Mark 10:46-52New International Version (NIV)
46 Then they came to Jericho. As Jesus and his disciples, together with a large crowd, were leaving the city, a blind man, Bartimaeus (which means “son of Timaeus”), was sitting by the roadside begging. 47 When he heard that it was Jesus of Nazareth, he began to shout, “Jesus, Son of David, have mercy on me!”
48 Many rebuked him and told him to be quiet, but he shouted all the more, “Son of David, have mercy on me!”
49 Jesus stopped and said, “Call him.”
So they called to the blind man, “Cheer up! On your feet! He’s calling you.” 50 Throwing his cloak aside, he jumped to his feet and came to Jesus.
51 “What do you want me to do for you?” Jesus asked him.
The blind man said, “Rabbi, I want to see.”
52 “Go,” said Jesus, “your faith has healed you.” Immediately he received his sight and followed Jesus along the road.
In the book of Numbers we find a story about Moses leading the Israelites right up to the edge of the Promised Land. God told them this land would be theirs and that he would deliver it to them. But they had their doubts. So Moses sends twelve spies to the land to see what they can find. It turns out that this land is magnificent in many ways. It was like Texas, everything was bigger there. The grapes grew in clusters so large that it took two men to carry them. But it wasn’t just the produce that grew strangely large. The people were pretty big, too. The Israelite spies declared that when compared to the people of Canaan, the Israelites looked like grasshoppers.
At this point they lost faith in God, and this is what ultimately led them to wander in the wilderness for forty years.
Fast-forward two books of the Bible and forty years and we find one of those original spies, Joshua, has risen into a position of leadership among the Israelites and again they are given the opportunity to take the Promised Land, and they are to start with a city call Jericho.
God gives Joshua some strange instructions on how to spend the week leading up to the taking of the city. I don’t know much about military preparations, but I would expect that they would spend their time practicing their sword skills and spear throwing. Maybe some high-intensity aerobic training would help in the battle. But God tells them to take a walk. Each day of the week, for six days, they are to walk one time around the perimeter of the city. And for those six days, they are to walk around the city without speaking, but not in silence. They walk around while seven priests play seven trumpets.
This is all building up to something. On the seventh day they make not just one trip around the city, but seven. And after the seventh trip around the people were to stop, turn toward the city, and yell at it while the priests sounded their trumpets.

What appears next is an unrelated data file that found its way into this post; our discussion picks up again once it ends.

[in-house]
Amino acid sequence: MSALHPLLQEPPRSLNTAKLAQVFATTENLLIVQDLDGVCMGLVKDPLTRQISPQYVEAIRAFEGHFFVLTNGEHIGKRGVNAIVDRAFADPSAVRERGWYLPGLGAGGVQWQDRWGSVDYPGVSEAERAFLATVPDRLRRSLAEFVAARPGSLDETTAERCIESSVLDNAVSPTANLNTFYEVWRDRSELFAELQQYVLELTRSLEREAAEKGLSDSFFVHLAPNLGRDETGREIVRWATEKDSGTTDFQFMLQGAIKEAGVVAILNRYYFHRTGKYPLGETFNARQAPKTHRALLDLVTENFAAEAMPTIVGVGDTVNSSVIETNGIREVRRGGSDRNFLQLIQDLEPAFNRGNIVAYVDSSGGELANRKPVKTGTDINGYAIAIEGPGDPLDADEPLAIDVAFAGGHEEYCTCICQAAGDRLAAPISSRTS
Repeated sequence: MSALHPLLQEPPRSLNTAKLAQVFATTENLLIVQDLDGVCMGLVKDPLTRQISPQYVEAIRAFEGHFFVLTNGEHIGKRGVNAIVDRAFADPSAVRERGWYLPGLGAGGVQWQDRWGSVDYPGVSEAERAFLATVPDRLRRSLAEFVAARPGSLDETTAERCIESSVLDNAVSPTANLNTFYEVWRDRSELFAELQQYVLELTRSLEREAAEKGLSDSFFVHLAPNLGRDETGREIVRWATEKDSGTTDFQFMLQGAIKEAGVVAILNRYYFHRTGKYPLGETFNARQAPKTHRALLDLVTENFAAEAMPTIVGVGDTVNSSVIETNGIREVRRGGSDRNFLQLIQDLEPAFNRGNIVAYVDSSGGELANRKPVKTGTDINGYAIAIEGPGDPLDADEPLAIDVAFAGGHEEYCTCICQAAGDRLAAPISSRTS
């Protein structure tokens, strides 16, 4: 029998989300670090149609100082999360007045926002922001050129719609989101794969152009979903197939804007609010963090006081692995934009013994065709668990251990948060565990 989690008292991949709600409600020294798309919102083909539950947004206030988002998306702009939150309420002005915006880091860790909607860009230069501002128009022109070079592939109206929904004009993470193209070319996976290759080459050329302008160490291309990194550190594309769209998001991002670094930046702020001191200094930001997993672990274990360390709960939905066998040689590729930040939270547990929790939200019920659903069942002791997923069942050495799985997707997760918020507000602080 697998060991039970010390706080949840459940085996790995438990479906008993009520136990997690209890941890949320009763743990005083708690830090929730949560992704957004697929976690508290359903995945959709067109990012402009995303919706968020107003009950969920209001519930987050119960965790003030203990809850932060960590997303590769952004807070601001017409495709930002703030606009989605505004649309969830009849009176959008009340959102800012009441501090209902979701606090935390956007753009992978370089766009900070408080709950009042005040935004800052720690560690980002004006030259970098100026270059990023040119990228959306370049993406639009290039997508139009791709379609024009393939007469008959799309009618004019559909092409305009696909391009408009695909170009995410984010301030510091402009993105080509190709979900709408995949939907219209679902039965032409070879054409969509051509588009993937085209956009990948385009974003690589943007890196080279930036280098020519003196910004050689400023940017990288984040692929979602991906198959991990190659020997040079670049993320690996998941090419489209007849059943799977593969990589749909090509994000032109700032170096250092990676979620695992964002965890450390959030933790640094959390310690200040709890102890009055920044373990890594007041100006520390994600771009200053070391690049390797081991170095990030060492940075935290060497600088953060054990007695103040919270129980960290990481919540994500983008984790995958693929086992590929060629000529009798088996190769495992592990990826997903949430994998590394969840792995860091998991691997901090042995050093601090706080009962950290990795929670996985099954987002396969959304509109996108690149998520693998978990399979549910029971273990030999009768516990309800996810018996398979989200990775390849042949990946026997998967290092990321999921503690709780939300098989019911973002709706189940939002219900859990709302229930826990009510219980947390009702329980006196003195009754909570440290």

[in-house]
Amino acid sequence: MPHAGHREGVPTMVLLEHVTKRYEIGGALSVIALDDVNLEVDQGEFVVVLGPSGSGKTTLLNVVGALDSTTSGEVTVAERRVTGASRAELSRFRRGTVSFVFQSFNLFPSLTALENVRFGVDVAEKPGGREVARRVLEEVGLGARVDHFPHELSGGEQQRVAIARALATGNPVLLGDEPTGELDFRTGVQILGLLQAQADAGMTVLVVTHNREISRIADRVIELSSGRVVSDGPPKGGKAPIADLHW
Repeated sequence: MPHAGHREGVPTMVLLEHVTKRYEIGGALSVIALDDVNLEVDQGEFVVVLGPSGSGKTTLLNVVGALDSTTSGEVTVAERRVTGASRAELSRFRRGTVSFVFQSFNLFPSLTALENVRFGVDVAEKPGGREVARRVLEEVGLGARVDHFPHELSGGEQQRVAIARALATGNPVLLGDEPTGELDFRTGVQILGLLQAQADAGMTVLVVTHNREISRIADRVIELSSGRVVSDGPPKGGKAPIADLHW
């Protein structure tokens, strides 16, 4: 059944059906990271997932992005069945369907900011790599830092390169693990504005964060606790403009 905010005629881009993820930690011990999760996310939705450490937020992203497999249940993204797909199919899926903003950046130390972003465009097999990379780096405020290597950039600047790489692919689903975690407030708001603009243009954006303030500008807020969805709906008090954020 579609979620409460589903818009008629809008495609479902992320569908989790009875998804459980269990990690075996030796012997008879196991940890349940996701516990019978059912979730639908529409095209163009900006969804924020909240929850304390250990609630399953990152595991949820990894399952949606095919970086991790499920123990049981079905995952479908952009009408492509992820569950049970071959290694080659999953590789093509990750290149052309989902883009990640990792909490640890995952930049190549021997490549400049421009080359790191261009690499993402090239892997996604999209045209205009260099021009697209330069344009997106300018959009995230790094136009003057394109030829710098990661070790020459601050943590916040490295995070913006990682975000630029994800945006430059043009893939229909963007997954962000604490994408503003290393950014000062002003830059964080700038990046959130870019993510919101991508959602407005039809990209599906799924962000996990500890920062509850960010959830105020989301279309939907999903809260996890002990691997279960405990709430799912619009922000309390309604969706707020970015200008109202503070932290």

I’m not sure which is more surprising, that the Israelites actually did what God commanded them to do, or what happened when they did it. Because when they shouted at the walls of the city, the walls came tumbling down. We are told that the walls fell flat.
The Bible is filled with these weird things that God or Jesus tell the people to do. At one point a leader who suffers from leprosy is told that if he wants to be healed he needs to go to the Jordan River and wash himself seven times. It is only after he is washed the seventh time that he will be freed of his leprosy.
Was Naaman healed because leprosy needs seven washings to come off? And do walls only fall when you yell at them? What if the people had tried to skip a trip around and yelled at the wall after six trips? The point of these stories, as strange as they might seem, is to show the importance of faith. The water of the Jordan River and the seventh washing had nothing to do with Naaman’s healing, other than God seems to have randomly chosen that task. Yelling at the walls didn’t provide a harmonic missile that caused the walls to vibrate in such a way as to crumble to the ground. God asked the Israelites to do something out of the ordinary to see if they would be faithful.
In the New Testament we find a story about a blind man who asks Jesus to heal him, and I have no reason to doubt that Jesus could have just healed the man. He heals other people without any props or tools. But this story is as unique as it is gross. We are told in chapter 8 of Mark’s gospel, which is just two chapters earlier than our text for today, that Jesus met up with a blind man who was seeking healing. So what does Jesus do? He spits on his hand and wipes it on the man’s eyes.
Just as strange is the result of the spit smearing. The man is healed, but not all the way. When Jesus asks him if he can see, the man says he can see people, but they look like trees walking around.
This first go at things is not successful. So Jesus lays his hands on the man again and he is able to see clearly.